CHERRY HILL, N.J. — Raul Ibanez showed up for an offseason training session with something on his mind.
“He came in one day and he’s rattling off who had the best years at what age,” said Steve Saunders, CEO of Power Train Sports Institute. “He was telling me that Dave Winfield hit .290 with 26 homers and 108 RBIs at age 40. He says, ‘I wanna beat that.’ Who talks like that? He wants to have the best season possible.”
If Ibanez, who turns 39 in June, approaches or surpasses those numbers, he’ll owe some of his success to Saunders. Ibanez and his wife decided to stay in Philadelphia with their four children after the Phillies’ season ended last year instead of returning to their home in Miami. Before the left fielder made that decision, he needed to find the right personal trainer to conduct his offseason workouts.
A friend told Ibanez to see Saunders, who trains several members of the Philadelphia Eagles and Pittsburgh Steelers. Saunders has five training sites, including one in Pittsburgh and one in Lancaster.
“He’s great at what he does,” Ibanez said. “I was sold on him from the first 15 minutes I talked to him. My family was going to stay in Philly, and I was considering going back to Florida. Because Steve was there, it made it possible for me to stay because somebody of this quality was right in our backyard and I can work with him.”
The results from all those grueling workouts was quite evident when Ibanez arrived at spring training with a new look. Yes, he was sporting a beard — not quite Jayson Werth-esque. But he also had packed on some muscle.
“He came in weighing in the low 220s and left at 233,” Saunders said. “Body composition wise, he lost fat and put on muscle. He looks great. He holds his weight well.”
Ibanez is known for being a fitness freak. He took it to a higher level after injuries hampered him the last two years. Ibanez hit .309 with 22 homers and 60 RBIs in the first half of 2009. An abdominal tear bothered him the rest of the season, and he hit just .232 with 12 homers and 33 RBIs after the All-Star break.
Ibanez had surgery following Philadelphia’s loss to the New York Yankees in the World Series. The recovery altered his offseason training regimen and contributed to a slow start in 2010. His first-half numbers were .243, seven and 39. But he finished strong, carrying the Phillies’ offense at times and hitting .309 with nine homers and 44 RBIs after the All-Star break.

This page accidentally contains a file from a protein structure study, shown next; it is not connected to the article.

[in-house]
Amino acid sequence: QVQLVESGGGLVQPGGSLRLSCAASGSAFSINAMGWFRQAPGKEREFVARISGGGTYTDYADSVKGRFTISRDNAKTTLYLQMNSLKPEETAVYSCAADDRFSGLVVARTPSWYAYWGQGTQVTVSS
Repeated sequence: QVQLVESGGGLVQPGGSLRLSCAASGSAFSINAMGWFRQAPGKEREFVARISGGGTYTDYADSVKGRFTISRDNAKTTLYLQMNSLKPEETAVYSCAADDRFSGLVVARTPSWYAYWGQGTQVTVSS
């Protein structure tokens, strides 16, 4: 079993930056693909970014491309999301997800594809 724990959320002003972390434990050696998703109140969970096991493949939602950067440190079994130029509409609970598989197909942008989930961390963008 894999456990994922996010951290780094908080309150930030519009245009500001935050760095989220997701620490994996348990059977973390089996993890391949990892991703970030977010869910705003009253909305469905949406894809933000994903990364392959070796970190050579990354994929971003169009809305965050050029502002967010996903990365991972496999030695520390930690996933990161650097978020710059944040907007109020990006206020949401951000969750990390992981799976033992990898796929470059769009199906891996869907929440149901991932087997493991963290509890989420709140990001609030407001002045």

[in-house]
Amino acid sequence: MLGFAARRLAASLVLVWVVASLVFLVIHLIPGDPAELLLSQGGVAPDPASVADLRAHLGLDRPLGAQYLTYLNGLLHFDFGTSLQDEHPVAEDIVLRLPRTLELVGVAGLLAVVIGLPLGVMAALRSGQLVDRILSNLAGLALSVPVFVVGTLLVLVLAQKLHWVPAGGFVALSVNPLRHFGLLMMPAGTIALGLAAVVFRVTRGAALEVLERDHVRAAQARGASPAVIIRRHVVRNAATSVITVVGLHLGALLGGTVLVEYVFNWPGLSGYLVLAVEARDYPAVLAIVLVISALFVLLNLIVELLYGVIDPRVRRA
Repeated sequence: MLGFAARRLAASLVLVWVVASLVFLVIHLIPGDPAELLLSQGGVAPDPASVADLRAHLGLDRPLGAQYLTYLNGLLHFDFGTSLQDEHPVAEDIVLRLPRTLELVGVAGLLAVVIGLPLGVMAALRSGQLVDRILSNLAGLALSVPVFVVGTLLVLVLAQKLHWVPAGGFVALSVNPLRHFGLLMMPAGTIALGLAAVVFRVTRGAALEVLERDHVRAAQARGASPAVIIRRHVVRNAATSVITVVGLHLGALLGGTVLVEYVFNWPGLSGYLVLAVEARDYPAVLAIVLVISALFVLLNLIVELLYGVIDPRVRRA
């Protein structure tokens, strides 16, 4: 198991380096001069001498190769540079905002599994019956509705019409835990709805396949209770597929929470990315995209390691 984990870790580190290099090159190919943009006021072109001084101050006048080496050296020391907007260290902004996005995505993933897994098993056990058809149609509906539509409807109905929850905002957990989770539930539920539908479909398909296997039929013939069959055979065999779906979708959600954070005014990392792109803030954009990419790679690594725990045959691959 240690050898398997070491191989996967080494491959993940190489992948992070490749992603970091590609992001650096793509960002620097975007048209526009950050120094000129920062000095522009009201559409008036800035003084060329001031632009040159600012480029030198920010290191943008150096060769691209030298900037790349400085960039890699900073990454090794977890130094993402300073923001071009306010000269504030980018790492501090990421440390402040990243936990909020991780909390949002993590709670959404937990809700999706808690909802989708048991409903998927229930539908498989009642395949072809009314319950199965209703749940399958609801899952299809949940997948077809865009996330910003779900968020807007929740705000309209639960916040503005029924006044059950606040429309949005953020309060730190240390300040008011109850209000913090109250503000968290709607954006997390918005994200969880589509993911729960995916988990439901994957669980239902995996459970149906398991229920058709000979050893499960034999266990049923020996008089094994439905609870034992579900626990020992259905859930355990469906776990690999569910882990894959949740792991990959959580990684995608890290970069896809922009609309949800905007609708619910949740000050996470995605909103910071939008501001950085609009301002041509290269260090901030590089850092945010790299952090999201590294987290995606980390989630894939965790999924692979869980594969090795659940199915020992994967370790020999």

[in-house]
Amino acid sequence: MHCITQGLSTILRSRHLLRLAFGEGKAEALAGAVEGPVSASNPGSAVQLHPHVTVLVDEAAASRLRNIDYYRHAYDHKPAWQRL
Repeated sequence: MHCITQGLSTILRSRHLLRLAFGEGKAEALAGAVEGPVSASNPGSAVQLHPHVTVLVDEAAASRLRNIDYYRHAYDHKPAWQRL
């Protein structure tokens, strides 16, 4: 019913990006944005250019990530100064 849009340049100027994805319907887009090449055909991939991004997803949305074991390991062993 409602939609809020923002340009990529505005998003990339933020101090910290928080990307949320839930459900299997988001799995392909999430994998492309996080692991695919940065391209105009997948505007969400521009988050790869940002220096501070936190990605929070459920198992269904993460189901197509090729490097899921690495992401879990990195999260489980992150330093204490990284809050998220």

Ibanez never blamed his injury for his lack of production, even when manager Charlie Manuel took him off the lineup card. Getting benched was extra motivation.
“I definitely don’t want to sit,” he said. “You’re not happy about it. But at the same time, I think you understand. Charlie is the manager. He had every right. I wasn’t doing what I was supposed to do. You get fired up about it and you make sure it’s not going to keep happening.”
Ibanez met Saunders in the latter part of last season. The training guru could tell Ibanez wasn’t right physically and it was affecting his performance.
“He’s not somebody who complains and he doesn’t like to miss games,” Saunders said. “Once I started watching his swing, I could tell he was using his arms a lot and not generating anything from his core. He had so much stuff wrong with him from his offseason surgery and everything affects something else. The better the athlete, the more they start compensating for stuff that’s wrong with them, so they shift here and there and before you know it you have a bunch of stuff wrong with you.”
Saunders corrected all those issues when Ibanez began reporting to him four times a week after the season.
“This was a much more normal offseason for me,” Ibanez said. “Working out this way, I feel significantly better going into this season than I did last season. I’m very fortunate to have worked with Steve.”
Ibanez is entering the final season of a $31.5 million, three-year contract he signed with the Phillies in Dec. 2008. He has no intention of retiring any time soon.
“I know because of all the hard work I put into it, the determination, the desire, the preparation. You don’t prepare for this when you’re 35. You prepare for this when you’re 25,” Ibanez said. “So all the years of doing that, I was thinking about playing at 35, 39 or 40 when I was 25, 28 or 29. It’s an accumulation of resiliency you build up your body to do a certain thing. That and the combination of the desire. I love playing. I’ll go home when I feel like I’m not going to be good anymore.”
That might take a while.
“It’s amazing how disciplined that guy is,” Saunders said. “I firmly believe he can play till he’s 45. He has the drive to do it.”
The four-time NL East champion Phillies are going to need Ibanez to play the way he did the first half of ’09 and second half of ’10. The team struggled collectively on offense and must overcome losing Werth’s bat in the middle of the order.
Manuel is counting on Ibanez to pick up some of the load. Since becoming a regular with Kansas City in 2002, Ibanez has hit .288 and averaged 23 homers and 95 RBIs.
“He’s in tremendous shape,” Manuel said. “He cares. This guy to an extreme takes things real serious. He takes the game real serious. He takes his at-bats serious. He’s very dedicated. I think he’s gonna have a good season. He had two good halves. I think he’s due to put things together and be a real consistent player.”